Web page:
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      Modifying muscular dystrophy through transforming growth factor-β (pages 4198–4209)

      Ermelinda Ceco and Elizabeth M. McNally

      Article first published online: 24 APR 2013 | DOI: 10.1111/febs.12266

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      Genetic data from humans and mouse models supports that modifier genes can alter the outcome in muscular dystrophy. Recent data points to the TGF-β pathway as an important modifier useful for prognosis and for therapeutic intervention in muscular dystrophy. TGF-β works through extracellular and intracellular pathways to regulate fibrosis and muscle function.

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      The potential of sarcospan in adhesion complex replacement therapeutics for the treatment of muscular dystrophy (pages 4210–4229)

      Jamie L. Marshall, Yukwah Kwok, Brian J. McMorran, Linda G. Baum and Rachelle H. Crosbie-Watson

      Article first published online: 13 MAY 2013 | DOI: 10.1111/febs.12295

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      Sarcospan facilitates interactions between the adhesion glycoprotein complexes, dystrophin- and utrophin-glycoprotein complexes and α7β1 integrin, which protect the sarcolemma during muscle contraction. Over-expression of sarcospan ameliorates dystrophic pathology in mdx muscle by upregulating integrins and the utrophin-glycoprotein complex, Akt phosphorylation, and glycosylation of the dystroglycans. These mechanisms result in stabilization of the sarcolemmal membrane by restoring connections to laminin.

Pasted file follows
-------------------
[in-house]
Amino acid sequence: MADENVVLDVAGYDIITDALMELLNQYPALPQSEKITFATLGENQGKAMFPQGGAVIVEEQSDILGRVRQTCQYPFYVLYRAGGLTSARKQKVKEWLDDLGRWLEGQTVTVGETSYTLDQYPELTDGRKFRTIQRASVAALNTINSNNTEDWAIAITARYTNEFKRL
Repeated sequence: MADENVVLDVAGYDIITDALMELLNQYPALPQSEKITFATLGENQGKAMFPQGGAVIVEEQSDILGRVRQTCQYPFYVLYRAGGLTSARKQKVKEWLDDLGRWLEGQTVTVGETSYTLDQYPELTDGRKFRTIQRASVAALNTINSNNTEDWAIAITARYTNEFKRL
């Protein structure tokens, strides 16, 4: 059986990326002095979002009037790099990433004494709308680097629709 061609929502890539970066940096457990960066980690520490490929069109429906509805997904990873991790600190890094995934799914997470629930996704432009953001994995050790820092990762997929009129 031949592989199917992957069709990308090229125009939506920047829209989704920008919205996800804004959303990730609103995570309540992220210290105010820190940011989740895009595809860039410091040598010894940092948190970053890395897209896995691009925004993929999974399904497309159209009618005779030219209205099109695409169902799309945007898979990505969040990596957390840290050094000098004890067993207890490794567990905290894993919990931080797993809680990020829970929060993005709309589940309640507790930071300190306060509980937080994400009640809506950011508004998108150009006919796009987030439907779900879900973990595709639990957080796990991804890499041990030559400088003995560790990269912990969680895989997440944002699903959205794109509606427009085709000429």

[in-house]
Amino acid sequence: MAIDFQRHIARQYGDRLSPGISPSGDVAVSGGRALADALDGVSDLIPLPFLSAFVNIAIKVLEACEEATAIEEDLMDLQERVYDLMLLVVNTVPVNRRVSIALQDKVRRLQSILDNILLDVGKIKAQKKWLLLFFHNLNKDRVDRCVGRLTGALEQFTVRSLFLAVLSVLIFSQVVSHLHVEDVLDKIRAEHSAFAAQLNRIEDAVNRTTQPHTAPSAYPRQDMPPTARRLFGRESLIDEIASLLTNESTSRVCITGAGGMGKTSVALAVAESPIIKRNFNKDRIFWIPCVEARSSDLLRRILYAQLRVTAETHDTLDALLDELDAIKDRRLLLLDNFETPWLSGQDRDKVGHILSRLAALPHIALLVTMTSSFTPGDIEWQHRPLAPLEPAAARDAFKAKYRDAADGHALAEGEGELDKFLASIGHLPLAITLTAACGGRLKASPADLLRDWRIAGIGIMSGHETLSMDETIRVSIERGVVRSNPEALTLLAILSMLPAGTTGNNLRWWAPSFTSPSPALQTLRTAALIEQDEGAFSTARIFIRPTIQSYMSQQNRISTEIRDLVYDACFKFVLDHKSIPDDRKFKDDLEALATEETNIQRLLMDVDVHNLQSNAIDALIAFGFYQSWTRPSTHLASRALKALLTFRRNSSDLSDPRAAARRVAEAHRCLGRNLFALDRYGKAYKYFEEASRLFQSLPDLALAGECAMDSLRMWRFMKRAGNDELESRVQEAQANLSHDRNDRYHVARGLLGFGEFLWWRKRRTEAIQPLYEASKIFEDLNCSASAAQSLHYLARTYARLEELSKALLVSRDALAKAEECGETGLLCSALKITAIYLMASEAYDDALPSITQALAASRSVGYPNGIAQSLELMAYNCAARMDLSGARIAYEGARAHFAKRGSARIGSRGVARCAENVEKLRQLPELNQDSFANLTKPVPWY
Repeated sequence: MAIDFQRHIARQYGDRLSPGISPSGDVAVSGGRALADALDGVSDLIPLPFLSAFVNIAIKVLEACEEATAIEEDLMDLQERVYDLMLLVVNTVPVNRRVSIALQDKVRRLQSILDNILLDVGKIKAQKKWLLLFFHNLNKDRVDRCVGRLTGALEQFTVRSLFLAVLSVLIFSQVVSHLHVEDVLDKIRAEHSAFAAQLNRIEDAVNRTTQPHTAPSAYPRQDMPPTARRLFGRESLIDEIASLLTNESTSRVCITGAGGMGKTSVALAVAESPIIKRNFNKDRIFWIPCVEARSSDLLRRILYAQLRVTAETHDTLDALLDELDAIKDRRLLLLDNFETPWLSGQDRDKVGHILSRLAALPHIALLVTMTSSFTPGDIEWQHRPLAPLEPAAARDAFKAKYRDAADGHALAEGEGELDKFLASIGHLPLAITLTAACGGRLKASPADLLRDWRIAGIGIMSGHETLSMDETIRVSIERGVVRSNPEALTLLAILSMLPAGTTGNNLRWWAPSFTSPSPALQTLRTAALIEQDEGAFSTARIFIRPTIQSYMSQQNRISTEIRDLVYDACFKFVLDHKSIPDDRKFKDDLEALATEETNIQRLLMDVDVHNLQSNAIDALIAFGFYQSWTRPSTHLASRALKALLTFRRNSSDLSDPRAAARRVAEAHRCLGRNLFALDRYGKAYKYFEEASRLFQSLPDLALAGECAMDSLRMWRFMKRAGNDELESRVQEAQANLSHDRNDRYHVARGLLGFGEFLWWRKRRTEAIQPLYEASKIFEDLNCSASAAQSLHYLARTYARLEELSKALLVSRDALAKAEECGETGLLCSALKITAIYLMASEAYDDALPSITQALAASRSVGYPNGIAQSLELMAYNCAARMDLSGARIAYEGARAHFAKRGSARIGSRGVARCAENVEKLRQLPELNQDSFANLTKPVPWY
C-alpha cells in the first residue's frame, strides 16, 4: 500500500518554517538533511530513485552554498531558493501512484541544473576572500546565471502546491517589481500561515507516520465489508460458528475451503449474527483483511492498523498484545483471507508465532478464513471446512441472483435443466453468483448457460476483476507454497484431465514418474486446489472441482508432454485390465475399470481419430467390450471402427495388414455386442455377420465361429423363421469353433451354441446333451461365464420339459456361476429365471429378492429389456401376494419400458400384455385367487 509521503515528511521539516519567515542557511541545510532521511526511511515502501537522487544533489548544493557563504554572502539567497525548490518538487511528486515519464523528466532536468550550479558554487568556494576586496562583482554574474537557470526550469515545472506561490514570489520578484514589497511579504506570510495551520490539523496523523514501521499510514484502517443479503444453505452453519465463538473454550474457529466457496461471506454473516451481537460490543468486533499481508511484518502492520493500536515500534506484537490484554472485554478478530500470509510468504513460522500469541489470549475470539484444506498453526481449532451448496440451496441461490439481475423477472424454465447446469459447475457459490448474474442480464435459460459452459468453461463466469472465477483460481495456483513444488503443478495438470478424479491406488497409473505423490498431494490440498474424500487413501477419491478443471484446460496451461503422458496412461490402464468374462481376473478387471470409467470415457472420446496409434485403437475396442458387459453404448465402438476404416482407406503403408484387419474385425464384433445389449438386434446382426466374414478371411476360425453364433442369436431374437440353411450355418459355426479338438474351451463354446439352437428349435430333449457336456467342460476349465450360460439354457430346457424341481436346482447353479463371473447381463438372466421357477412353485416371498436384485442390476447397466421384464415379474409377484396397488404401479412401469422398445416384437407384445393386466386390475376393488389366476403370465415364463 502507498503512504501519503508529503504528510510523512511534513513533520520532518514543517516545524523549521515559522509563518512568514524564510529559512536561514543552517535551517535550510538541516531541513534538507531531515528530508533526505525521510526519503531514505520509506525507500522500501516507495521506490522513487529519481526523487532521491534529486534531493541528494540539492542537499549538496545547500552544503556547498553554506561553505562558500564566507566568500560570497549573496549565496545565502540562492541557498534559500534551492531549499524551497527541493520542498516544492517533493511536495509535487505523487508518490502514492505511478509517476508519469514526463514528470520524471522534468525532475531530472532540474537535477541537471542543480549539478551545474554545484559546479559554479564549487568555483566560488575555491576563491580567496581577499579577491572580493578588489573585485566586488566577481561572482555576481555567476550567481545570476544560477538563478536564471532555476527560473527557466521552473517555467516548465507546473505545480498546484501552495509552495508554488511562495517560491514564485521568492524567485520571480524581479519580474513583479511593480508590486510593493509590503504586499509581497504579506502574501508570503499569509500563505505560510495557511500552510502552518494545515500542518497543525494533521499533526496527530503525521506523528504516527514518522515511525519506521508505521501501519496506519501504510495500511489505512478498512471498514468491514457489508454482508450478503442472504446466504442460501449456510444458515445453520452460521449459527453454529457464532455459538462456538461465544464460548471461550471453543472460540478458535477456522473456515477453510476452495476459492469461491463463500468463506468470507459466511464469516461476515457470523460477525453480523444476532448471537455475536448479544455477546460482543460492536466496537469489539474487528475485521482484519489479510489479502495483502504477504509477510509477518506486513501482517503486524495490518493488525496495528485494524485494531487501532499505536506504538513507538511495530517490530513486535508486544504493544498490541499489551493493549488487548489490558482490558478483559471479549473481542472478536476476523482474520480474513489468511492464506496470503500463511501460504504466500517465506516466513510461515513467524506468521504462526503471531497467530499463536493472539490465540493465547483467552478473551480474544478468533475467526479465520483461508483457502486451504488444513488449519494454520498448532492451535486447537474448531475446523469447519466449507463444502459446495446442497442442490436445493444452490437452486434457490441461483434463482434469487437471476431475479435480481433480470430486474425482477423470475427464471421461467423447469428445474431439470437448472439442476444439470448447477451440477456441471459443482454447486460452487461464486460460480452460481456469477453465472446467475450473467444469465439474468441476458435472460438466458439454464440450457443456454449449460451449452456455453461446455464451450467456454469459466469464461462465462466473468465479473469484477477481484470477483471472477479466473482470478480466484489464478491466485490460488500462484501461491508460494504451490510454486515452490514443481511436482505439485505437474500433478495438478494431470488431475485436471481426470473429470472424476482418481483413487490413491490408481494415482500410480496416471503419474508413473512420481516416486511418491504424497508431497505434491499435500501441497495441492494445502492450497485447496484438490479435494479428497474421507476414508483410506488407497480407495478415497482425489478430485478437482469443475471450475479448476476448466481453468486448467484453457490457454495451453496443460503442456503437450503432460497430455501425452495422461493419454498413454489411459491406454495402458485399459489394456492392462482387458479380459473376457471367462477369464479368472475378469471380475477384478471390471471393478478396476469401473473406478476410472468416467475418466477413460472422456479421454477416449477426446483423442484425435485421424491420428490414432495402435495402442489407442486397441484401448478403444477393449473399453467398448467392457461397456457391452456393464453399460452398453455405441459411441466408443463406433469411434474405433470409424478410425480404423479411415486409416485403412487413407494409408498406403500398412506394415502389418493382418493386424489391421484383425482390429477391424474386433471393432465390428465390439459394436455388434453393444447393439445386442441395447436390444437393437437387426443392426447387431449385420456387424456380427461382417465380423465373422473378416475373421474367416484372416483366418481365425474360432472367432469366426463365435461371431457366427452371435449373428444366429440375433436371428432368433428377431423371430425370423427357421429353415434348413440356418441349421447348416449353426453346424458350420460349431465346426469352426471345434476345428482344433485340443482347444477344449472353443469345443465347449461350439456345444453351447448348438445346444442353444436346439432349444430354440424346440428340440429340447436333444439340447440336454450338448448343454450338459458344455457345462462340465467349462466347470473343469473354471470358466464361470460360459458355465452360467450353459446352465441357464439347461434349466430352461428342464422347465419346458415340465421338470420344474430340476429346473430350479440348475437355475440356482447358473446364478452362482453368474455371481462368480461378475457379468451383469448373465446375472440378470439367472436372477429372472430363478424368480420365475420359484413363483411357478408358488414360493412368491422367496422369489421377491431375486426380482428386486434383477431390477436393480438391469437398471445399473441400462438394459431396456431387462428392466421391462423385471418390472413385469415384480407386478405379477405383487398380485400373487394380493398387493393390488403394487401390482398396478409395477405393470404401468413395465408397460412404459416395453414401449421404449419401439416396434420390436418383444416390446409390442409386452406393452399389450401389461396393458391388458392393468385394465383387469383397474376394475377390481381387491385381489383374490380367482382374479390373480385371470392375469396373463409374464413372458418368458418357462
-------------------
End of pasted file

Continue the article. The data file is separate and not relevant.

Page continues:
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      PABPN1: molecular function and muscle disease (pages 4230–4250)

      Ayan Banerjee, Luciano H. Apponi, Grace K. Pavlath and Anita H. Corbett

      Article first published online: 24 MAY 2013 | DOI: 10.1111/febs.12294

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      The polyadenylate-binding nuclear protein 1 (PABPN1) plays a critical role in gene expression. Although PABPN1 is ubiquitously expressed, a mutation in the PABPN1 gene causes a muscle-specific disease, oculopharyngeal muscular dystrophy (OPMD). This review addresses both the molecular functions of PABPN1 and the approaches being used to elucidate the mechanisms underlying the muscle-specific pathogenesis of OPMD.

  8. Stem Cell Therapy

    1. Top of page
    2. Front Cover
    3. Editorial Information
    4. Introduction
    5. Mechanisms of Myogenesis
    6. Satellite Cells and Muscle Stem Cells
    7. Muscle Fibrosis and Inflammation
    8. Muscular Dystrophy
    9. Stem Cell Therapy
    10. Neuromuscular and Muscle Diseases
    11. Author index
    12. Table of Contents
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      Perspectives of stem cell therapy in Duchenne muscular dystrophy (pages 4251–4262)

      Mirella Meregalli, Andrea Farini, Marzia Belicchi, Daniele Parolini, Letizia Cassinelli, Paola Razini, Clementina Sitzia and Yvan Torrente